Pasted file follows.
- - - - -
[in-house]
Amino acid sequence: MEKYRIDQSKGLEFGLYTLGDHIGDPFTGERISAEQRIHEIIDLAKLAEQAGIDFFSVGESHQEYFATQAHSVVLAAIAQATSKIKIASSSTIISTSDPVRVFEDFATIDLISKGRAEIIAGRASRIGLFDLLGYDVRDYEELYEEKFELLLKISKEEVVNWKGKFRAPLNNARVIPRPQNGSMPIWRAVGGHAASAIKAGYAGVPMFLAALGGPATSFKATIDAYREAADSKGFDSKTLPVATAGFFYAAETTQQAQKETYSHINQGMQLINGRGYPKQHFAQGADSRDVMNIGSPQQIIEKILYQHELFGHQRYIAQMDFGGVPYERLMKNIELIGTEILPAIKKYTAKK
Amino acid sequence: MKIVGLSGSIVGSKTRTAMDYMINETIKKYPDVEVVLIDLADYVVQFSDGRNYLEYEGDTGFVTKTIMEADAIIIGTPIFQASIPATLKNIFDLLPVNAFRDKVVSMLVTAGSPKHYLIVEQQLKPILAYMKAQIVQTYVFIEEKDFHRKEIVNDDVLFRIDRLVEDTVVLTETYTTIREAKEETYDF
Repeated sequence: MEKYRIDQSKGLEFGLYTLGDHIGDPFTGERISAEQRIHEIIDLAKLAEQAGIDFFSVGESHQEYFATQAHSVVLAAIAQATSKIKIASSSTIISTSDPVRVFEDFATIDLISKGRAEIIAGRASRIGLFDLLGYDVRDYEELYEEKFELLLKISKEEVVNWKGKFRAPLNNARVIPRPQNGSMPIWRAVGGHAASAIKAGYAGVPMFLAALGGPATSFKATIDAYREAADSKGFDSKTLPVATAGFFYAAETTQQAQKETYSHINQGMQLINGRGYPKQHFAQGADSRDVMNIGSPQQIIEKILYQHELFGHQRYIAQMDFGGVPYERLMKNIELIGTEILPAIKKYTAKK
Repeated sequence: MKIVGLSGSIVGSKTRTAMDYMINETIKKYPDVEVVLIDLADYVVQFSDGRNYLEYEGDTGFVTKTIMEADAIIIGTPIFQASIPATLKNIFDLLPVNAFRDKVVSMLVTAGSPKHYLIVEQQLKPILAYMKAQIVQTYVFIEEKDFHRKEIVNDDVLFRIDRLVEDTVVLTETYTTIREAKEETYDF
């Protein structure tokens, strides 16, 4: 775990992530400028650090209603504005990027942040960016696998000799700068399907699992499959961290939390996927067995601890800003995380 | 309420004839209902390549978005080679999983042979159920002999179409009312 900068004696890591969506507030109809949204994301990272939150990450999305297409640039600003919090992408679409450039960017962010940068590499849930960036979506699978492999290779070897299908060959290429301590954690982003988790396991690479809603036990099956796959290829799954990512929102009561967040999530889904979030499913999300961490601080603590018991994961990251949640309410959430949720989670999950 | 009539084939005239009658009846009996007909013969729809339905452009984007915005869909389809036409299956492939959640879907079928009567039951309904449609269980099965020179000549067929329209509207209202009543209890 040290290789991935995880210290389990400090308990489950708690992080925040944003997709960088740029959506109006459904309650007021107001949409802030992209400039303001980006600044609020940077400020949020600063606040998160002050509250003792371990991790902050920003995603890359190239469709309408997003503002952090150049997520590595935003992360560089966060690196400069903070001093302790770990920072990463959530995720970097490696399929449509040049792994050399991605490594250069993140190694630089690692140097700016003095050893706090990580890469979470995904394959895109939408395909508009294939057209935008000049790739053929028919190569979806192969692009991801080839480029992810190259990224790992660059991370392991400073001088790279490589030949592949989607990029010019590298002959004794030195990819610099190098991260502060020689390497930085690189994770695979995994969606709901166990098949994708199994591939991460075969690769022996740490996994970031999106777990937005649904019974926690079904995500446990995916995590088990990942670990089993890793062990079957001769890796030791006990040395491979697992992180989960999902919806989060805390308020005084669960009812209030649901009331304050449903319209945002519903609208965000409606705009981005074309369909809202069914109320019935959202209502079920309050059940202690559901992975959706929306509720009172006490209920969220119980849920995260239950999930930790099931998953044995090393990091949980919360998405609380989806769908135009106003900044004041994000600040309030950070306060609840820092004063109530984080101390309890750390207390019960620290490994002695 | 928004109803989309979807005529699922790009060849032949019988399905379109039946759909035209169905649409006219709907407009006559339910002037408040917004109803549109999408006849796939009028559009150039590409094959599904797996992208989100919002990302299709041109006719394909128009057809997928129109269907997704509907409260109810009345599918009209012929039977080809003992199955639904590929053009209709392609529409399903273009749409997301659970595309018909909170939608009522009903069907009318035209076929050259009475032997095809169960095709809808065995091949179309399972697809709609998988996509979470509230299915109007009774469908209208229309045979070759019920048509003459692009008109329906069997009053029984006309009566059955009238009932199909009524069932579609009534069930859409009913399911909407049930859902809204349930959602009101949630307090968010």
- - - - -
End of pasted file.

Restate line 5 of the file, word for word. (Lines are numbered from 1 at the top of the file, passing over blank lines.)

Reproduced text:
Repeated sequence: MKIVGLSGSIVGSKTRTAMDYMINETIKKYPDVEVVLIDLADYVVQFSDGRNYLEYEGDTGFVTKTIMEADAIIIGTPIFQASIPATLKNIFDLLPVNAFRDKVVSMLVTAGSPKHYLIVEQQLKPILAYMKAQIVQTYVFIEEKDFHRKEIVNDDVLFRIDRLVEDTVVLTETYTTIREAKEETYDF